Is Home Automation a Key to Going Green?
Smart programming of automation systems can yield greener results for your home. Credit: Glenn Campbell
And is it worth the green electronics investment?
Advocates of green technology see the bright skies of a cleaner, greener future—as well as huge business opportunities as many of us strive to go greener. And one of those opportunities is in home control, also known as home automation.
Green technology advocates like myself see the benefit of using electronics to help save energy in a home by shutting off our gadgets and gizmos automatically, controlling our lighting so we’re not leaving on banks of lights unnecessarily, and regulating HVAC systems in our homes more effectively. And as more and more homeowners invest in solar panels and receive smart meters from their utilities, interest in energy monitoring systems will boom. With energy monitoring systems, we’re able to learn how much energy our homes are using—and then do something to cut those costs.
But what can we do about it, especially if we’re not there or if we forget to shut something off or neglect to press the right button?
This is where home control (and automation) systems come in. These systems can be programmed to shut lights off at certain times, shut off electrical components that aren’t being used, regulate temperatures throughout the house, open and close motorized shades and windows, even cut power to electronics so they don’t use wasteful standby or vampire power. A lot of good, green stuff can be done with today’s home automation systems. We have the technology.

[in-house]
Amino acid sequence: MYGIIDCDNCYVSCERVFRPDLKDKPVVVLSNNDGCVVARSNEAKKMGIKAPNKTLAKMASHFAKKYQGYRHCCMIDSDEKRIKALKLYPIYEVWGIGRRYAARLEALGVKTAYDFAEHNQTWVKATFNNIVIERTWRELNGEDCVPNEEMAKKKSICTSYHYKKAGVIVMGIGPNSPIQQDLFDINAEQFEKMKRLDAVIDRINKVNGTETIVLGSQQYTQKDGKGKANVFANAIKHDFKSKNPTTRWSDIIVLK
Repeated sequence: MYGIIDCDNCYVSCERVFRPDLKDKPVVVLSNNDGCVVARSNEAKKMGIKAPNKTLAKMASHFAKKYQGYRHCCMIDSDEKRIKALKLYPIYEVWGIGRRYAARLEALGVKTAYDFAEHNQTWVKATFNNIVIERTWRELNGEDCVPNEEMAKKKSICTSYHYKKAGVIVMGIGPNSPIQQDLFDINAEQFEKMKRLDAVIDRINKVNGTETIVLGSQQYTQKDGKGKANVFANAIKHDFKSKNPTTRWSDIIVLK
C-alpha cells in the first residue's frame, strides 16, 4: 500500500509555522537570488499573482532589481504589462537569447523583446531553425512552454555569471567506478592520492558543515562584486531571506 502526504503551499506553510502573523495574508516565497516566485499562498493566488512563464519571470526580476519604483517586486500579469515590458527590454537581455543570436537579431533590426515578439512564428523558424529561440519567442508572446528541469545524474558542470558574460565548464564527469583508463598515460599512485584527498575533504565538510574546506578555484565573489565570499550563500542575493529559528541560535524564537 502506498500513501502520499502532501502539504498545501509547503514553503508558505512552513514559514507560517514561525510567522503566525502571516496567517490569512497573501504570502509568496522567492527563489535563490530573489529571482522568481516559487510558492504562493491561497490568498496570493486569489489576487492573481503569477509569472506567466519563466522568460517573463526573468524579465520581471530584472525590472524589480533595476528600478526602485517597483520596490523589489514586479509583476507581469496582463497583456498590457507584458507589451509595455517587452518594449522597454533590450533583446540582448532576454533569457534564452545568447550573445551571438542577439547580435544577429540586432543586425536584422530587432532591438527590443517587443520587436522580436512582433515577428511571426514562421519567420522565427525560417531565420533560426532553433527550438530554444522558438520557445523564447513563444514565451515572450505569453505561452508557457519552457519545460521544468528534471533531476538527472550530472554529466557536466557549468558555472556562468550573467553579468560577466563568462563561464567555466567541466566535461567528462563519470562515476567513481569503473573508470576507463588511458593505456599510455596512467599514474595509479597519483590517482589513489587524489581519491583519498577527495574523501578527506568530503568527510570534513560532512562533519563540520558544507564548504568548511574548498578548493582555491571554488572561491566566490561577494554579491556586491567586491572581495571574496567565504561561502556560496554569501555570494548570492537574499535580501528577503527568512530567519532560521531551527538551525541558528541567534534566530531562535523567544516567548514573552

“A lot of it has to do with going to the processor and logic programming,” says Harold Clark, director design and marketing for custom electronic installer Commercial Electronics in Vancouver, B.C., and somewhat of a green technology advocate himself. “It involves a lot of thinking up front and programming. And it’s [largely] an IT (Information Technology) function.” Unfortunately, Clark goes on, “our industry has been resistant to IT.”
However, Clark adds that you also should consider what levels of automation are appropriate for some homes—both in the scope of a system and the return on investment. “Sustainability has to be measured in the initial outlay cost.”
In other words, can the amount of energy being saved over time make up for the investment in a home control system?
That is a key question for anyone considering such a system. Though many green homeowners have invested in expensive solar panels, knowing they won’t receive a return on their investment for years or decades.
Clark reports that architects and designers in the Vancouver area are diving into going green—the mayor wants it to be known as a green city—and are requesting all kinds of information about light dimming and energy-efficient lamps. And Vancouver isn’t the only place this is happening.
Now, can we interest them in some home control systems as well?
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